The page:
Softener of Evil Hearts icon

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The Softener of Evil Hearts icon is also called the Prophecy of Simon (or Simons Prophecy) since St Symeon said to Mary, upon the presentation of Our Lord in the temple:

"Behold, this child is set for the falling and rising again of many in Israel, and for a sin which shall be spoken against. Yea, a sword shall pierce through thy own soul also, that the thoughts of many hearts may be revealed."[note 1]

The Theotokos is depicted in this icon with her heart pierced by seven swords; a symbolic number possibly indicating the the fullness and boundless sorrow, pain and "sickness of heart" that would have been experienced by the Mother of God at His crucifixion.[note 2] Three of the swords enter her heart from the left, three swords enter from the right and one sword from underneath. This icon is very similar to the Seven Swords icon and they differ only in the arrangement of the swords.[note 3] The “Softener of Evil Hearts” icon is commemorated on the Sunday of All Saints[1], although other references commemorate it February 2 / February 15.

Prophecy of Simon

According to the Evangelist Luke, the Holy Spirit told righteous Elder Symeon the God-receiver that he would not die until he had seen the Messiah. And thus when, forty days after the Divine Infant's birth His parents brought Him to the Temple of Jerusalem, Symeon "was inspired" to come there as well, and took the Infant into his arms (hence the title "God-receiver"), and pronounced those famous words which ever since have been spoken at the conclusion of each Vesper service, and which are known as the Prayer of St. Symeon the God-receiver: "Now lettest Thou Thy servant to depart in peace, O Master, according to Thy word…" After that, he blessed St. Joseph and the Most-pure Mother of Our Lord, and addressed Mary with that same prophecy. It was after he had blessed St. Joseph and the Most-immaculate Mother of the Savior, that he addressed Mary with that same prophecy: "Behold, this child is set for the falling and rising again of many in Israel, and for a sin which shall be spoken against. Yea, a sword shall pierce through thy own soul also, that the thoughts of many hearts may be revealed."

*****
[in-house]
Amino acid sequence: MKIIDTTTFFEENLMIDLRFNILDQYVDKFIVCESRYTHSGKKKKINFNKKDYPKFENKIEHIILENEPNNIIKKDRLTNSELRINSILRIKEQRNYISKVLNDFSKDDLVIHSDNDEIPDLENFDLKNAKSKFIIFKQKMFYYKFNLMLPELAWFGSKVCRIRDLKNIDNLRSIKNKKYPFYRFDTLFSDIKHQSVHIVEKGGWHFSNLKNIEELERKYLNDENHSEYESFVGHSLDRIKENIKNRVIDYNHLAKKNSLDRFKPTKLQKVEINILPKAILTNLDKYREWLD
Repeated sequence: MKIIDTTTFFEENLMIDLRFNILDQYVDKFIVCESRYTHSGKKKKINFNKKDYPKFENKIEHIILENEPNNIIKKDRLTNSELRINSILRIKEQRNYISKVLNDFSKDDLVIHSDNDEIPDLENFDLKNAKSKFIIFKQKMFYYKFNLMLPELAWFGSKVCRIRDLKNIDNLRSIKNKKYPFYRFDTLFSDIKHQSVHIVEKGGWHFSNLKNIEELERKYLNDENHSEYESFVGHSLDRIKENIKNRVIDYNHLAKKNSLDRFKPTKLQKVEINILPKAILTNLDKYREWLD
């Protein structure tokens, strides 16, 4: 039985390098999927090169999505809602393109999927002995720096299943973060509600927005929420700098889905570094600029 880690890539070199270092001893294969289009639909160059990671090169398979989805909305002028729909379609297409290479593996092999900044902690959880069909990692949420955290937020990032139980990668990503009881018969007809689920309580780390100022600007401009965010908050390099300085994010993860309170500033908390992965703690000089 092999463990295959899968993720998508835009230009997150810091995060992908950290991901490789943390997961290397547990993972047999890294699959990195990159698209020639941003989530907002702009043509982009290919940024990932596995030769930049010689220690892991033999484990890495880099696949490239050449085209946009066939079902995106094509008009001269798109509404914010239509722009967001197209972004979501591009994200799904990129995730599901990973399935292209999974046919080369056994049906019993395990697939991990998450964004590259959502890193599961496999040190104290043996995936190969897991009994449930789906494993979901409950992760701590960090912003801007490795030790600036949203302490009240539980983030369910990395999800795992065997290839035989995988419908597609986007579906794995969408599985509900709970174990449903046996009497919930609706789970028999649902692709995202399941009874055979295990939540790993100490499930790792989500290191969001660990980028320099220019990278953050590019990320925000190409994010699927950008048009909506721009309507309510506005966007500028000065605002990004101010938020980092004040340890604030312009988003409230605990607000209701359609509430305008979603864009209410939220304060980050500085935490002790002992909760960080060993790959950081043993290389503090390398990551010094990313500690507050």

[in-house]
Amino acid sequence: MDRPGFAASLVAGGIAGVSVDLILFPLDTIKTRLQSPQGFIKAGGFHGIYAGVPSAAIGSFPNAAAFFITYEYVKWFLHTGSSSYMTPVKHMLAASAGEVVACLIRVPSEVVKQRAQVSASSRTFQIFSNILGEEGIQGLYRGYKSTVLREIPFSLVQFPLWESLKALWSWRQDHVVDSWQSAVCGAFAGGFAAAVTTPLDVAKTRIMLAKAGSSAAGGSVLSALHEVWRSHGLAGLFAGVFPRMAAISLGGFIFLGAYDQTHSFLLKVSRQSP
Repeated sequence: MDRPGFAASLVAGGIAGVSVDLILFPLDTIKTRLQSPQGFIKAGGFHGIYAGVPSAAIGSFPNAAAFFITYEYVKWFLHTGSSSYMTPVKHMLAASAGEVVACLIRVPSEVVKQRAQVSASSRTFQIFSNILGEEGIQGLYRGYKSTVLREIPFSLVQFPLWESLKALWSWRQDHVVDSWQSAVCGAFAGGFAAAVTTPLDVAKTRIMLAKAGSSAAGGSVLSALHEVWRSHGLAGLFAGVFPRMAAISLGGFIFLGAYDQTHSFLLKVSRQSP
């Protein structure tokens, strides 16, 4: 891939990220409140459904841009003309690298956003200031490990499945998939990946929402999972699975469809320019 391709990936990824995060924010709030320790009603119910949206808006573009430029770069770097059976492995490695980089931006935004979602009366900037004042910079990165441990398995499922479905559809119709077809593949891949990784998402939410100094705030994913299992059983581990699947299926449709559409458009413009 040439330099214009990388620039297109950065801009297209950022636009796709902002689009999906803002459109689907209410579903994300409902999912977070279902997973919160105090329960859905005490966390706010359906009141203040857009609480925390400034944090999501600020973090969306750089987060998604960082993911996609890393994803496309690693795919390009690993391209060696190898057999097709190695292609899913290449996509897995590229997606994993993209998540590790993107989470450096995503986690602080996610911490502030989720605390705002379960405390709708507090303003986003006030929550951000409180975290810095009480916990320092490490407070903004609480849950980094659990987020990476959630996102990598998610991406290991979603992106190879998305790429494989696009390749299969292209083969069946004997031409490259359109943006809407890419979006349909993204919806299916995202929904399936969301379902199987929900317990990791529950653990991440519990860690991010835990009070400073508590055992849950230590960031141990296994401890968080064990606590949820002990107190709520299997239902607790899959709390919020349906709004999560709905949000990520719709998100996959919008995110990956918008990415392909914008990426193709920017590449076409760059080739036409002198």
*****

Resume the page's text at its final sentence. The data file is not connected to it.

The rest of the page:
This icon appears to have its origins in the southwestern Russia, however, no supporting documentation exists for its origins and where it first appeared. This is one of the few Orthodox icons of the Theotokos which do not depict the infant Jesus.

Given its likely point of origin - near Roman Catholic Poland - it is almost certainly an Orthodox adaptation of the Roman Catholic imagery contained in the Our Lady of Sorrows devotion.